However the first faint signs of a recovery in the European printing market have been evident in the pulp and paper industry, which is usually the first to benefit from an upturn.

European pulp prices have gone up by more than 20 percent since the end of last year after reaching the bottom of the cycle. But much of the increase in demand for pulp may have been due to inventory building.

Stora Enso, a leading European paper producer, believes that the European paper market is now moving in the right direction, particularly since demand is rising in the U.S. “We have returned to the cyclical pattern where Europe follows the U.S. some months later,” said Jukka Haermaelae, Stora Enso’s chief executive.

But UPM-Kymmene, the world’s largest maker of publication-grade paper, has warned that the recovery could be a slow process without any significant market turnaround this year.

“We don’t expect any improvement in volumes or prices in Europe in the next few months,” Juha Niemalae, UPM’s chief executive, said.

The European newsprint market has gone through its worse fall in demand – equivalent to 1 million metric tons or 10 percent – in nearly 50 years.

Some observers now doubt that, at least in the short to medium term, demand for newsprint and publishing paper generally will return to its peak level of 2000. This is because of changes in advertising trends, with more promotional funds going into direct marketing and the Internet.

Ink Companies React
As a result, not surprisingly, the first of the latest consolidation moves within the ink sector has been in coldset and heatset inks.

Earlier this year, Flint Ink acquired SICPA’s worldwide business in heatset and coldset inks. At the same time, SICPA took over Flint’s operation in security inks, which it said would enable it to “accelerate its specialization in packaging inks.”

In May, Akzo Nobel Inks (ANI) agreed to take over the 70-year-old coldset and heatset business of Trenal S.A., Lessines, Belgium. The acquisition creates one of the top three coldset ink producers in Europe, which will be mainly active in Scandinavia, Germany, the Benelux countries and northern France.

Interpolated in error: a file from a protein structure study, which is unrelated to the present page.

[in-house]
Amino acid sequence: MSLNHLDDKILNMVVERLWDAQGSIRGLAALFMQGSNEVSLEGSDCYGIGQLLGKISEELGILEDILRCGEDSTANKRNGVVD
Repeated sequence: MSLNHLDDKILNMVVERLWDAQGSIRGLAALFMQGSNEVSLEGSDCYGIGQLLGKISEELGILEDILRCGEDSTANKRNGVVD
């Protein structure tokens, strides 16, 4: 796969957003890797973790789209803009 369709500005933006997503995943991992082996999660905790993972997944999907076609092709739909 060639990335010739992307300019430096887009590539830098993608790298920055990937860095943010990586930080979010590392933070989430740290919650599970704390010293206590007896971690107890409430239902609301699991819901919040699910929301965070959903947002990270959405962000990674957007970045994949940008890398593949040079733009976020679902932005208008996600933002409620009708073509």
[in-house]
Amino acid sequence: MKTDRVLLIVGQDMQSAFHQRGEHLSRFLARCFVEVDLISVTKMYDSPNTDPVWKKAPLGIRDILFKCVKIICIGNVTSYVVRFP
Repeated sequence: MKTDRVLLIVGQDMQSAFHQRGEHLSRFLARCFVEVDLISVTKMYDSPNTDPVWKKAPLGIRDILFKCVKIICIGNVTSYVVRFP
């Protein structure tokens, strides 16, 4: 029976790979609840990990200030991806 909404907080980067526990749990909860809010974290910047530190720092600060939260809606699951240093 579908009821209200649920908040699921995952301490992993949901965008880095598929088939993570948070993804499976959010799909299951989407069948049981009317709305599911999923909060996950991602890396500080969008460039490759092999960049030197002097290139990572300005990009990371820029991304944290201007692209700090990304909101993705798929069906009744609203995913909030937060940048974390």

“Coldset and heatset inks are big volume businesses so we will be a much more effective operation after this merger with ANI,” said Erwin de Keyser, managing director of Trenal S.A, which was owned by his family. “We have at Lessines one of the most efficient and modern coldset production sites in Europe, so there will be many synergies to be gained by combining with ANI.”

Mr. de Keyser’s family, which will be minority shareholders in a new Lessines-based operation run by ANI under the Trenal brand name, has kept 100 percent ownership of Arets Graphics, a fast-growing Belgian UV ink business.

“We see a lot of potential for expansion at Arets, whose sales of around E15 million a year are increasing at a double-digit rate,” said Mr. de Keyser. “Arets is in a sector which should remain a niche for five to 10 years.”

Other European ink companies are also moving away from commodity-type products to concentrate on specialty segments.

Zeller+Gmelin of Germany has been sharply improving the profitability of its ink operation despite the depression in the German print sector.

“We’ve moved out of price-driven sectors and instead moved into those which are more rewarding,” said Alex Stevenson, head of Zeller+Gmelin’s ink division, which specializes mainly in UV products.

The German part of the division has been following a strategy developed by Intercolour, West Thurrock, southern England, Zeller+Gmelin’s U.K. subsidiary and whose managing director is Mr. Stevenson. Intercolour has been achieving sales margins of nearly 15 percent, and although it is expecting a dip in returns this year, it is still looking for an average margin of approximately 10 percent.

“We’ve put a lot of effort into improving the quality of our service at Intercolour,” said Mr. Stevenson. “Our salesmen are fully qualified technicians who are aware of potential problems at our customers so that they can be solved before they happen.”

In addition to entering or increasing their presence in growing product markets, ink companies are also investing in gaining a stronger presence in expanding geographical markets, especially in Eastern Europe.

In July, Sun Chemical opened a new plant at Marki, near Warsaw, Poland, for both paste and liquid inks. This facility will service the Polish and neighboring markets.

“A population of 40 million, coupled with the political and economic stability, makes Poland an attractive location to expand Sun’s presence in Eastern Europe,” said George Kekelidze, Sun’s Eastern European managing director.

Paper consumption in Eastern Europe currently averages 55 kilograms per capita per year, against 200 kg in Western Europe, according to the Finnish Forest Industries Federation. When demand is flat within their own domestic sector, ink companies in Western Europe are fortunate to have a market on their doorstep with such bright growth prospects.